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Trouble for Tesla as NJ bans direct to auto sales

Tesla Motors progress stymied by NJ Ruling
Tesla Motors progress stymied by NJ Ruling
Tesla Motors

The New Jersey Motor Vehicle Commission today banned direct to dealer auto sales, joining Texas and Arizona in barring the ability of automobile manufacturers to sell directly to consumers.

Controversy-ridden NJ Governor Chris Christie proposed the changes, and Tesla immediately made a statement that this was a move to protect special interest groups.

"Indeed, the Administration and the NJMVC are thwarting the Legislature and going beyond their authority to implement the state's laws at the behest of a special interest group looking to protect its monopoly at the expense of New Jersey consumers. This is an affront to the very concept of a free market," said Tesla.

The current automotive industry won't be affected because they already operate under the auspices of selling their products through dealerships. This rules change mainly effects, and is a very big affront to, Tesla Motors.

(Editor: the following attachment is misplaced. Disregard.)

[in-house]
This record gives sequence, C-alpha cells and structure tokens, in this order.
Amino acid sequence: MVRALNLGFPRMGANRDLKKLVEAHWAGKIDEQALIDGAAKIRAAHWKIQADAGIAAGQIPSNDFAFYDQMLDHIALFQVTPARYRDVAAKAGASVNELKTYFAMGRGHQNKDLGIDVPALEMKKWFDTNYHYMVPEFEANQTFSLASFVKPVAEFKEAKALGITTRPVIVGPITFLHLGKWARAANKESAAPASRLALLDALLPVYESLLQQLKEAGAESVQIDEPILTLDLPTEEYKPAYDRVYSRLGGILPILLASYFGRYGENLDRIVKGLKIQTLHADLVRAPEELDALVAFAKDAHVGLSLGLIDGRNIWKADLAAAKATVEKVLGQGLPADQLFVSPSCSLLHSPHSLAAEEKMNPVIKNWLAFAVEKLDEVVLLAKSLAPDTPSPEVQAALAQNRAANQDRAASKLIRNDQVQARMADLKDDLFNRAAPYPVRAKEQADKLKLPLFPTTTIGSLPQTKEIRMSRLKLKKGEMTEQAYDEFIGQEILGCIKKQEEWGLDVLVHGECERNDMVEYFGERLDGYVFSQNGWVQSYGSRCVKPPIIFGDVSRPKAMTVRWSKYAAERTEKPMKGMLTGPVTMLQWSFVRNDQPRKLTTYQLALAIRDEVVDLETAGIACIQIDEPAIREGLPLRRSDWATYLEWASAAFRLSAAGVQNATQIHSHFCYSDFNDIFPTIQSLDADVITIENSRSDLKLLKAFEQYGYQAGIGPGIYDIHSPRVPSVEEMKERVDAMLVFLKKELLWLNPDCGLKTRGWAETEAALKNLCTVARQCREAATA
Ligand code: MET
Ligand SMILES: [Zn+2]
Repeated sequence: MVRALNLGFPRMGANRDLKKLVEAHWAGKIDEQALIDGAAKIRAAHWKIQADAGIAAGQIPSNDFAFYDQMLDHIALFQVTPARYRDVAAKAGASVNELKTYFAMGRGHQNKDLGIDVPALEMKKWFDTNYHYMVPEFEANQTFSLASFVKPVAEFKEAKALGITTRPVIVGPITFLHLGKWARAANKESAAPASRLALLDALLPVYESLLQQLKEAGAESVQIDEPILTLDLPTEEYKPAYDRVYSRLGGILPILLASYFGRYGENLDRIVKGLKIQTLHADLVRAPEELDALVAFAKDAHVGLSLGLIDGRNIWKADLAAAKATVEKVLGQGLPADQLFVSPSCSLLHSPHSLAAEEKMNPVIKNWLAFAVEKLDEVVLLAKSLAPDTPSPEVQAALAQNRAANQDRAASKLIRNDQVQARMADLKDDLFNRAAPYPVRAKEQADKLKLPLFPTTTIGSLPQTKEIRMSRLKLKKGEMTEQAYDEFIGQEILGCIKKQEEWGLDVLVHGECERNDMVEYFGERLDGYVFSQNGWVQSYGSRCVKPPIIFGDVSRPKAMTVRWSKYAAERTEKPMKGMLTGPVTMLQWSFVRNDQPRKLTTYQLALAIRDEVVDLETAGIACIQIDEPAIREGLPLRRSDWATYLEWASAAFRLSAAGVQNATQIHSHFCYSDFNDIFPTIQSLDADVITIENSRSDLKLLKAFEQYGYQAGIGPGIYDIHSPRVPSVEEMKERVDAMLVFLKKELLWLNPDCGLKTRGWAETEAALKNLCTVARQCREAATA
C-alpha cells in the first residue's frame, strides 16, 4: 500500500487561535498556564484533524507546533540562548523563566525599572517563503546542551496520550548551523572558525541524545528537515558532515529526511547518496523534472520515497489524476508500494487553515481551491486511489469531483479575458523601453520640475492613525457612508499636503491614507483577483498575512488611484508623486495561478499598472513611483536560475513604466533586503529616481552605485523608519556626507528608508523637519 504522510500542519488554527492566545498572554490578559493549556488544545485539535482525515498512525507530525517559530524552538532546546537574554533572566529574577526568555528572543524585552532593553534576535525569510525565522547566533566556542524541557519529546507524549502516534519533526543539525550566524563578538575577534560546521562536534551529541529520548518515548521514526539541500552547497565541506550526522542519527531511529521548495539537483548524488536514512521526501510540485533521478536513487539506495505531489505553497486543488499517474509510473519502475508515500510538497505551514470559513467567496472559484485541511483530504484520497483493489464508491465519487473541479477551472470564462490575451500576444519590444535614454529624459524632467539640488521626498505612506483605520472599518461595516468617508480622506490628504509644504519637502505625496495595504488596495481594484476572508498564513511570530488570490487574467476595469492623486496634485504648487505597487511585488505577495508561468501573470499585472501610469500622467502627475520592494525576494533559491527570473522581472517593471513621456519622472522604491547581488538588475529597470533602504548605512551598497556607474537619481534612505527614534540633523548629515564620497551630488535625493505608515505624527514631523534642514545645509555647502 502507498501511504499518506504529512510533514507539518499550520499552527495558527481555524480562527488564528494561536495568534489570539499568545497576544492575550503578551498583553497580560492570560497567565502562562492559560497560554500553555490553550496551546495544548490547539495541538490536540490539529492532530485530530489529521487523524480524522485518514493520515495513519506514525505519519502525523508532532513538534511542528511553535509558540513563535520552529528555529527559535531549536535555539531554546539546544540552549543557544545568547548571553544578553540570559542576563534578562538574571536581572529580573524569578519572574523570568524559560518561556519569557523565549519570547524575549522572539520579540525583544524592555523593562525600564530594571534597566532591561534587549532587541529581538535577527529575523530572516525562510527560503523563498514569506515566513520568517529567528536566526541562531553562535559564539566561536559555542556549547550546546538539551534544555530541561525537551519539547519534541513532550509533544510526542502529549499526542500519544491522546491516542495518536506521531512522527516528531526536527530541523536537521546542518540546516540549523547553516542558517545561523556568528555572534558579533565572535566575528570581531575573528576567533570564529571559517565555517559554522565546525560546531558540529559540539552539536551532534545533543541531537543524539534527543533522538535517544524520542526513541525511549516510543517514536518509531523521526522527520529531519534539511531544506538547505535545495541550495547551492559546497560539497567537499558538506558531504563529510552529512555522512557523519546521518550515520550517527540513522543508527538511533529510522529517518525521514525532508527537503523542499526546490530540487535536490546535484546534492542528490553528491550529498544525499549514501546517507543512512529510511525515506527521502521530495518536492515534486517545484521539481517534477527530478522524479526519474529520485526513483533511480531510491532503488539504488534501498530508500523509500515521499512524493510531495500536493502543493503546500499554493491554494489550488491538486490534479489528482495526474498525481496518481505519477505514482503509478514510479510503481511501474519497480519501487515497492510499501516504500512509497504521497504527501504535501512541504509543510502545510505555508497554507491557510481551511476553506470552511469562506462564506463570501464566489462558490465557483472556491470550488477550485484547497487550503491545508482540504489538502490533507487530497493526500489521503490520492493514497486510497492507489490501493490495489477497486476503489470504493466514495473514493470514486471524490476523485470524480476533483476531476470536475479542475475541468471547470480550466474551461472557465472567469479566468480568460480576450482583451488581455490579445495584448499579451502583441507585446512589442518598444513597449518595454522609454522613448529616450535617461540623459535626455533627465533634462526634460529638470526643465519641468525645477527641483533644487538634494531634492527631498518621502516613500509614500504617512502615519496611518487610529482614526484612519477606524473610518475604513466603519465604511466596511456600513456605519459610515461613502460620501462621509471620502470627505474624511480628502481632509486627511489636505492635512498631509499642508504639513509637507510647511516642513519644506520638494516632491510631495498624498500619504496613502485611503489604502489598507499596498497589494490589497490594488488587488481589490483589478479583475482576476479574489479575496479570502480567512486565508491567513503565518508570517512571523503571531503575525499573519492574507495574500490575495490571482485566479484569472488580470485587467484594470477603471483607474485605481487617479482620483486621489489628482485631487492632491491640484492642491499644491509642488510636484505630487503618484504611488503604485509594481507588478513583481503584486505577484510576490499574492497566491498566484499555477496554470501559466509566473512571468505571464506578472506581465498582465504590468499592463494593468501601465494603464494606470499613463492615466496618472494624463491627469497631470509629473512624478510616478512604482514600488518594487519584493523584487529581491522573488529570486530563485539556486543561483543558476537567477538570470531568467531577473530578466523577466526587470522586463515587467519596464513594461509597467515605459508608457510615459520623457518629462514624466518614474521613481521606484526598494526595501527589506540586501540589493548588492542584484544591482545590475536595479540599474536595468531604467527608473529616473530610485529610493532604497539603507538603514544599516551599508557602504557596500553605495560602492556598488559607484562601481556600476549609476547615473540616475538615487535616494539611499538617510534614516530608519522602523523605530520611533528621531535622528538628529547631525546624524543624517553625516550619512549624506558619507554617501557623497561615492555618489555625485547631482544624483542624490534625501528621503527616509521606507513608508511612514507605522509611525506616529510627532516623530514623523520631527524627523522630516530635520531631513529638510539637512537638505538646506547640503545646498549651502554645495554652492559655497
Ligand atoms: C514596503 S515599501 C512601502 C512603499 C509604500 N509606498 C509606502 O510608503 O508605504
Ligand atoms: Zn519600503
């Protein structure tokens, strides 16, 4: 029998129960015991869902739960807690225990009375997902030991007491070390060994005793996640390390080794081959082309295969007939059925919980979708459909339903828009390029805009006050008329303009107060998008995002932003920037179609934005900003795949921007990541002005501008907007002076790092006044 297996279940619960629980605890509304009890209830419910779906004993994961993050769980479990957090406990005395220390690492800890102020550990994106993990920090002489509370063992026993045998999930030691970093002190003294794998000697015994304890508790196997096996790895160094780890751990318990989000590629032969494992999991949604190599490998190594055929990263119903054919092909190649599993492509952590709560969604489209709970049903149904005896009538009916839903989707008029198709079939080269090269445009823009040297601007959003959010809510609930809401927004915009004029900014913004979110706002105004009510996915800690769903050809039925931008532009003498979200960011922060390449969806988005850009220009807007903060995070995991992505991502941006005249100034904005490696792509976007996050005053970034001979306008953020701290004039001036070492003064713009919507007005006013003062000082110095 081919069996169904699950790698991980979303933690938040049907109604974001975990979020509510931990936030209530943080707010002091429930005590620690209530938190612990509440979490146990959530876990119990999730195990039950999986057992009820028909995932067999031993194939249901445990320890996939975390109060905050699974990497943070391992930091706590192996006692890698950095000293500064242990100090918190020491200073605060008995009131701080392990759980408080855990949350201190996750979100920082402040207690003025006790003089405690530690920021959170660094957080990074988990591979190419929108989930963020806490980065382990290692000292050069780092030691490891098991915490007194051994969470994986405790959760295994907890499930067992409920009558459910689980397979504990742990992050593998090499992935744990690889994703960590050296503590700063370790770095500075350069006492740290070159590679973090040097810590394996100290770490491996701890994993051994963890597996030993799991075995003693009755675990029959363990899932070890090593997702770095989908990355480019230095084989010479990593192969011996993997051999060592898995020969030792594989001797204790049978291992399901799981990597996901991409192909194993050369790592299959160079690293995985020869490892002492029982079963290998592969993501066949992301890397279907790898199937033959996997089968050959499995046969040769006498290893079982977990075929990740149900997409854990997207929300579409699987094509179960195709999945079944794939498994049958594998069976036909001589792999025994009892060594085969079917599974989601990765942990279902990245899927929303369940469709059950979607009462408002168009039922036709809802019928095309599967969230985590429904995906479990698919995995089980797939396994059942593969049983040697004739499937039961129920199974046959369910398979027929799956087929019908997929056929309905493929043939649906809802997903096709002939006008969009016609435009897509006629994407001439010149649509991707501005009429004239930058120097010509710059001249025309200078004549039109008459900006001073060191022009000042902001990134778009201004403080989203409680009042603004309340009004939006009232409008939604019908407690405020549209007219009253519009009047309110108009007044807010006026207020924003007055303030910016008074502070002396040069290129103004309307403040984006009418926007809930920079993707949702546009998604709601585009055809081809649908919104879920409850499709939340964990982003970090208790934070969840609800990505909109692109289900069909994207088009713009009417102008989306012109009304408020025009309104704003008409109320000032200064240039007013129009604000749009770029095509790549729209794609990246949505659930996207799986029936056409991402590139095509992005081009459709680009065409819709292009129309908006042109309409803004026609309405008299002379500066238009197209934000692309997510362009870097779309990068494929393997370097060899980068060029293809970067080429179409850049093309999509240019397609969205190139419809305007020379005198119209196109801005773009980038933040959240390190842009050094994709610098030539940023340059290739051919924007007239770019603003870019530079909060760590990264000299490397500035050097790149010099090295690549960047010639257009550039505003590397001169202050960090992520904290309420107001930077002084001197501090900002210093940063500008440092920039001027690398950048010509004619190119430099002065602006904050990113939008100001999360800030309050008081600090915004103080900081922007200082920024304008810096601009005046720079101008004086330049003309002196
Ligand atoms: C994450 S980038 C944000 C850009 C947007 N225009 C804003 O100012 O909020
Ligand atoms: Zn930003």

Tesla is part of the dynamic vision of owner Elon Musk, who is the original developer behind Paypal, the online payment distribution service, and Space X, the private space flight company that has made an industry out of delivering goods, supplies, and additional capsules to the International Space Station, as well as satellites into orbit on behalf of various corporations.

Car Dealerships are risk averse enterprises. This means, more specifically, that they buy cars directly from manufacturers, taking a chance that they will be able to sell them to consumers at a profit. It's not a cottage industry and with the uncertain future of the automotive sales already in question, they have a great personal stake in this issue.

Tesla, on the other hand, has seen its sales of cars go from relatively obscure vehicles driven by environmentalist celebrities and the ultra-rich, to the highest selling luxury automobile on the planet. It's an unprecedented success story that is in direct contrast to already shaky ground of the American auto industry.

Tesla's stock since January of 2013 has risen 500 percent and currently stands at around $234 per share. This is even more impressive considering that the meteoric rise in stock price has been routinely stymied by developments similar to the decision made by the New Jersey Motor Vehicle Commission today to block direct-to-consumer car sales.

Tesla has two shops in NJ, not car dealerships, but individual stores where they sell their electric cars, and through those dual locations have been enabled to sell hundreds of cars to consumers in the Garden State. This decision is a very poignant statement made towards Tesla, much to it's chagrin.

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